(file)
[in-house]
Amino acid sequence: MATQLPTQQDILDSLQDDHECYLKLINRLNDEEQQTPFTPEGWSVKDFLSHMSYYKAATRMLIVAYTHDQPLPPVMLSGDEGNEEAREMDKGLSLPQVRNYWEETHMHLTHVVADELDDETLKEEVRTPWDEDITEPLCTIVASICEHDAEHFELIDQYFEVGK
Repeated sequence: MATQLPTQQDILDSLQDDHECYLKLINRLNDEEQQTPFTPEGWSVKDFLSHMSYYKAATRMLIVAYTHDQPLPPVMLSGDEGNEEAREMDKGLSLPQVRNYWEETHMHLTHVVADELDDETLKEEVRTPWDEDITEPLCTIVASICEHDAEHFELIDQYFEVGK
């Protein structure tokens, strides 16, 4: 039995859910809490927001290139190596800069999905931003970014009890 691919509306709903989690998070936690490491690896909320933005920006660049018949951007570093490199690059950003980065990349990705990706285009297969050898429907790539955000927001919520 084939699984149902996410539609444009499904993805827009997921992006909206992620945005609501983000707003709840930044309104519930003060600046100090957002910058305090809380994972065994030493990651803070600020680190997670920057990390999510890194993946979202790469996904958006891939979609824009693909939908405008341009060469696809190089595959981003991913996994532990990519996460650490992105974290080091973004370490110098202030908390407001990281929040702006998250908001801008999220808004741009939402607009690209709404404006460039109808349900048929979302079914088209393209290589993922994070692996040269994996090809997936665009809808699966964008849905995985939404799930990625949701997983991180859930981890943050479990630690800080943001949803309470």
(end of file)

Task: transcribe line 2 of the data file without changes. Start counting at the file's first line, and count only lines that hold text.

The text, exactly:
Amino acid sequence: MATQLPTQQDILDSLQDDHECYLKLINRLNDEEQQTPFTPEGWSVKDFLSHMSYYKAATRMLIVAYTHDQPLPPVMLSGDEGNEEAREMDKGLSLPQVRNYWEETHMHLTHVVADELDDETLKEEVRTPWDEDITEPLCTIVASICEHDAEHFELIDQYFEVGK